Reporting Requirements

Court often give guardians broad authority to manage the ward's affairs. In addition to lacking the power to decide how money is spent or managed, where to live and what medical care he or she should receive, wards also may not have the right to vote, marry or divorce, or carry a driver's license. Guardians are expected to act in the best interests of the ward, but give the guardian's often-broad authority; there is the potential for abuse. For this reason, courts hold guardians accountable for their actions to ensure that they don't take advantage of or neglect the ward.

The guardian of the property inventories the ward's property, invests the ward's funds so that they can be used for the ward's support, and files regular, detailed reports with the court. A guardian of the property also must obtain court approval for certain financial transactions. Guardians must file an annual account of how they have handled the ward's finances. Guardians must offer proof that they made adequate residential arrangements for the ward, that they provided sufficient health care and treatment services, and that they made available educational and training programs, as needed. Guardians who cannot prove that they have adequately cared for the ward may be removed and replaced by another guardian.

For more information, please see Part II of this article

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Estate Planning Issues During and After Divorce

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I had a potential client call me earlier in the week asking me if he needed a will. The caller wasn't married and had no children or grandchildren. He didn't own any real property. All of his bank accounts had payable on death beneficiaries and he owned minimal personal property. He had the perfect plan; nothing was going to pass through probate so he didn't think he needed a will.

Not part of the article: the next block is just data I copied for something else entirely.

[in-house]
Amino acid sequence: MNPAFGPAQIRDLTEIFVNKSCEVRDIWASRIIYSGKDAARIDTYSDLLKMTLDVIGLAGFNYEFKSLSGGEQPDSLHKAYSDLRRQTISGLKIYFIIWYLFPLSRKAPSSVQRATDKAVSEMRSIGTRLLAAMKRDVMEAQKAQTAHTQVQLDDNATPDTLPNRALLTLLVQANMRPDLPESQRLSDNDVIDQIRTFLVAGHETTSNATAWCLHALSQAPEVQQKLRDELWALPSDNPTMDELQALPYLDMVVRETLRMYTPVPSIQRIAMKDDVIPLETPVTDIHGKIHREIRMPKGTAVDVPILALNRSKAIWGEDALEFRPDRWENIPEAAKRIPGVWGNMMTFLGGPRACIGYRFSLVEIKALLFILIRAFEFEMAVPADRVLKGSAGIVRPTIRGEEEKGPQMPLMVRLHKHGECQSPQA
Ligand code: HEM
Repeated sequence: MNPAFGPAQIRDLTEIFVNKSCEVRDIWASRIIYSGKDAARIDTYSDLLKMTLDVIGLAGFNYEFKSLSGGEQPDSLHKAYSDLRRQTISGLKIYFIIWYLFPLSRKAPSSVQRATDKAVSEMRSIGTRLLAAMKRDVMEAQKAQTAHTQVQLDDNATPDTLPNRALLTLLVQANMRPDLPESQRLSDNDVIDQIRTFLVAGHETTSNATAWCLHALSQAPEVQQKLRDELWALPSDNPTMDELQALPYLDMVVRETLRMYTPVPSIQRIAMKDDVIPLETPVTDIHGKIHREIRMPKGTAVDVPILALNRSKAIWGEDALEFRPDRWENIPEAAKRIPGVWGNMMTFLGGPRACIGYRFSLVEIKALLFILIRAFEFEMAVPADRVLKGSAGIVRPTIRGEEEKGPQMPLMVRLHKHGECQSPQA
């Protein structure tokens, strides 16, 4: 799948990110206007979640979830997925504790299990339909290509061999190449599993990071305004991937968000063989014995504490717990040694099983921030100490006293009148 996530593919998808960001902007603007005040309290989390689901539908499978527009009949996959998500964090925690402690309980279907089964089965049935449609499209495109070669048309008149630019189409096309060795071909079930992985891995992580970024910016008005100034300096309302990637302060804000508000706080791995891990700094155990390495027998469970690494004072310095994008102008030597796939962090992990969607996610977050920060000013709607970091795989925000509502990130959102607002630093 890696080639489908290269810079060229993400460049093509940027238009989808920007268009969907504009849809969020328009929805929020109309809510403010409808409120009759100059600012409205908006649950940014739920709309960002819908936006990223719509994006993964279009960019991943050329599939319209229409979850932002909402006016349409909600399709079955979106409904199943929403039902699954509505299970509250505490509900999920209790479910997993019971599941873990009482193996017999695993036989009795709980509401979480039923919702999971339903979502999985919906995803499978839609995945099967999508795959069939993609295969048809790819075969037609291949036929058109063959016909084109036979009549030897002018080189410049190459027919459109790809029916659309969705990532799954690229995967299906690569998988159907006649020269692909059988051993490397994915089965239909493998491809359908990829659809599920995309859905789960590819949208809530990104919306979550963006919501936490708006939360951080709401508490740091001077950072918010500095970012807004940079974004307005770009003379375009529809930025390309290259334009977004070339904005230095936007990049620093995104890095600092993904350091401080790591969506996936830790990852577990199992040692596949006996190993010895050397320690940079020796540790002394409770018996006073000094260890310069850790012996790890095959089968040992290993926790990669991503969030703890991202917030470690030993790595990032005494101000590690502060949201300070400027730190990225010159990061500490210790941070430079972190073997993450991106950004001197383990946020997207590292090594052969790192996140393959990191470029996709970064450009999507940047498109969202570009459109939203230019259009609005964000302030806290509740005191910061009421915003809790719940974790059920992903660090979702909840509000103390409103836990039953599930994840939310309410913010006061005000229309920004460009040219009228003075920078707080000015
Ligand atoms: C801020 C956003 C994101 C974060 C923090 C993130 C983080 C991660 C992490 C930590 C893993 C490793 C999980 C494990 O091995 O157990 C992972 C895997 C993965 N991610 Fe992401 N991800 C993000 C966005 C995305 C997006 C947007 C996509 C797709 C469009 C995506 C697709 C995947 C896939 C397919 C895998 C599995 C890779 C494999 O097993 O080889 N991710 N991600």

Maybe he doesn't need a will. I didn't know exactly since self-help estate planning frequently leads to mistakes or property that doesn't have the proper designations. In this situation a will is prophylactic. It ensures that if a mistake is made or a beneficiary designation fails, that property passes to the intended recipient.

I turned the discussion from planning for death to what type of planning he had for his life. I asked if he had a power of attorney for finances. His answer was no. "Do you have an advanced health care directive (aka health care power of attorney)?" "No."

The lack of such planning concerned me since I knew he didn't have a significant other or children to care for him if he were unable to care for himself. What would happen to him if he had a stroke or suffered from dementia or Alzheimer's? Perhaps his siblings would step in to care for him - but how? They would have to spend his money to set up a conservatorship and guardianship or other court proceedings. These processes take time and money to set up and are expensive to administer.

To help deal with his finances he could execute a springing power of attorney for finances that would give a sibling or trusted relative the ability to manage his finances if he became incapacitated and unable to do so. It's called a springing power of attorney because it only becomes effective upon incapacity. The power of attorney can provide broad powers and sets forth detailed instructions concerning what the designated agent can and cannot do on the individual's behalf. More importantly, it would allow the caller to designate who he wanted to manage his finances - not a judge. Drafting and executing a power of attorney in this situation is relatively inexpensive when compared to the cost of setting up and maintaining a conservatorship.

In Oregon, an advance health care directive would assist the caller by designating a health care agent to make health care decisions on his behalf when he's unable to. It would potentially eliminate the need for guardianship proceedings. The representative can make decisions based on directions that are left in the directive. Among the decisions the representative can make is whether to withhold or remove life support, food or hydration. The advance heath care directive does not authorize euthanasia, assisted suicide or any overt action to end the person's life.

This example is a part of the problem with self-help planning. Although the caller was very thorough with his death planning he didn't give any thought to his life. In this caller's case, life planning was much more important than death planning, but he hadn't given it any thought.

Give us a call if you need additional information or to prepare your estate plan.